A Texas appellate court on Friday revived a developer’s suit against the city of El Paso seeking reimbursement for infrastructure development for a 121-acre subdivision annexed by the city, saying the city isn’t immune from the litigation.
The U.S. Agency for International Development on Friday finalized its vetting procedure to help ensure that assistance grants to partners in certain high-risk countries are not going to terrorists, with a five-country pilot program already planned.
New York Attorney General Eric Schneiderman announced Monday that his office has reached a $2.5 million settlement with a pharmacy primarily owned by Walgreen Co. over claims it had submitted false Medicaid billing statements for drugs prescribed primarily to hemophilia patients.
Quicken Loans Inc. on Friday said that it should be allowed to continue its suit against the federal government because it is tackling a broader question about changes to a key government housing program than a fraud lawsuit that the lender is facing in separate litigation.
A federal judge on Friday vacated a bankruptcy court's order prohibiting the Centers for Medicare and Medicaid Services from terminating its provider agreement with a Florida nursing home, finding that the bankruptcy court lacks jurisdiction to review CMS' decision and that the facility hasn't exhausted its administrative remedies.
The U.S. Small Business Administration on Friday praised the Pentagon for its small business procurement efforts in 2014, saying it had substantially stepped up its performance to become a leader in the area, while noting government small business contracting had also improved overall.
The U.S. Supreme Court said Monday it will not take up a case concerning the stringency of pleading standards in securities fraud cases, leaving intact a Fifth Circuit decision that revived a shareholder class action against health care provider Amedisys Inc.
With the U.S. Supreme Court closing the curtain Monday on a term that brought landmark decisions on same-sex marriage, health insurance subsidies and lethal injections, court watchers focused on corporate transactions and capital markets are feeling a little left out. Here, experts tell Law360 what has kept the justices away from business cases and the issues they'd like to see taken up in the future.
Federal prosecutors on Monday said that they had gone “above and beyond” their legal requirements to provide documents to a former Wells Fargo & Co. vice president in an increasingly heated discovery battle related to a government mortgage fraud suit against the bank.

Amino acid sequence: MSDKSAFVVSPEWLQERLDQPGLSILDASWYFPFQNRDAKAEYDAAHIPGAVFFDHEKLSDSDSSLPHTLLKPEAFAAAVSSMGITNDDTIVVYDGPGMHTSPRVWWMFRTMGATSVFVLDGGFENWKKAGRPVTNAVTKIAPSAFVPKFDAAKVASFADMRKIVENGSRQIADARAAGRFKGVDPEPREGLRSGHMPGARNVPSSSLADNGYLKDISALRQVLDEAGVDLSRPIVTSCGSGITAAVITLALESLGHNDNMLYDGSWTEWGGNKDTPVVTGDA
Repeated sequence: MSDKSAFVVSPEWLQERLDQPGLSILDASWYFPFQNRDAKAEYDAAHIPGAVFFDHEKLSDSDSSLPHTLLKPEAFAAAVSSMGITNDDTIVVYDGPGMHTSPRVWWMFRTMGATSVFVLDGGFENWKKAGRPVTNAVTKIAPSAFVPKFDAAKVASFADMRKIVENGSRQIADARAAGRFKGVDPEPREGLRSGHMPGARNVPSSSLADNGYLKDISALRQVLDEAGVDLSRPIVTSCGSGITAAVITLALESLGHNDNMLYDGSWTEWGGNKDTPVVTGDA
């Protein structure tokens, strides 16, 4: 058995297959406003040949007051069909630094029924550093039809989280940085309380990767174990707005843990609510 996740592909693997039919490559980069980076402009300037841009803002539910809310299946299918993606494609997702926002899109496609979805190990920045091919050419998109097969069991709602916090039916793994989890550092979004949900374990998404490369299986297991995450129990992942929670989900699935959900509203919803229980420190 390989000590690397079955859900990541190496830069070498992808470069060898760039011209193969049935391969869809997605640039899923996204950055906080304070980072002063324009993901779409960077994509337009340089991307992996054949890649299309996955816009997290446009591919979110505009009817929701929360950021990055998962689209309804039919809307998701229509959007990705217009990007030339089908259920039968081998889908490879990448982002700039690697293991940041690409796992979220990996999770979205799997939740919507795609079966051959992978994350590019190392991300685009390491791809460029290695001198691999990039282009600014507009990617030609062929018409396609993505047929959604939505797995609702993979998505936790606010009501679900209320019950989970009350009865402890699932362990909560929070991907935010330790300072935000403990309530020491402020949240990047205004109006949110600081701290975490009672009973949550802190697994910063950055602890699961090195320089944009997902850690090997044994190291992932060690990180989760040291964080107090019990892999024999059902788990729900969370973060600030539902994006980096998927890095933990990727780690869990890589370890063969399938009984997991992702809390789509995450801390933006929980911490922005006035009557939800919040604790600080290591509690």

Sheppard Mullin Richter & Hampton LLP has boosted its bench of health care regulatory experts with the former head of Garfunkel Wild PC’s compliance and white collar defense practice.
Reliance on public information doomed a whistleblower's lawsuit alleging CVS Caremark Corp. violated the Anti-Kickback Statute with $5 coupons in a prescription rewards program that didn't exclude Medicare and Medicaid enrollees, according to a dismissal ruling Friday in Illinois federal court.
Bombardier Inc. asked the Fifth Circuit on Friday to deny a whistleblower’s appeal of a lower court’s ruling in a False Claims Act case, saying newly introduced evidence was insufficient to alter the ruling.
A Louisiana federal judge on Thursday nullified a jury verdict in favor of DuPont Co., which had been accused by a whistleblower in a False Claims Act suit of not telling federal regulators about carcinogen leaks at one of its plants, saying the chemical giant withheld evidence.
The Supreme Court of Texas on Friday held that a nonprofit business group contracting with the city that is not wholly or partially sustained by public funds does not have to disclose records under the state's public information law, overturning an Austin court of appeals decision.
A California federal judge grew emotional Friday as he sentenced the former director of American Samoa's Department of Human Resources to 22 months in prison for taking $260,000 in bribes, saying she would have to explain to her 12-year-old son why she'd miss two years of his life.
KBR Inc. took a hit in an ongoing False Claims Act suit from the federal government Thursday when a Texas federal judge ordered the company to hand over an internal investigation report on alleged kickbacks at the center of the case on the grounds it had waived attorney-client privilege of the document.
The U.S. Securities and Exchange Commission announced on Thursday that its compliance date for its ban on third-party “pay-to-play” solicitations will expand to municipal advisers at the end of July, setting in stone what had been forecasted since 2012.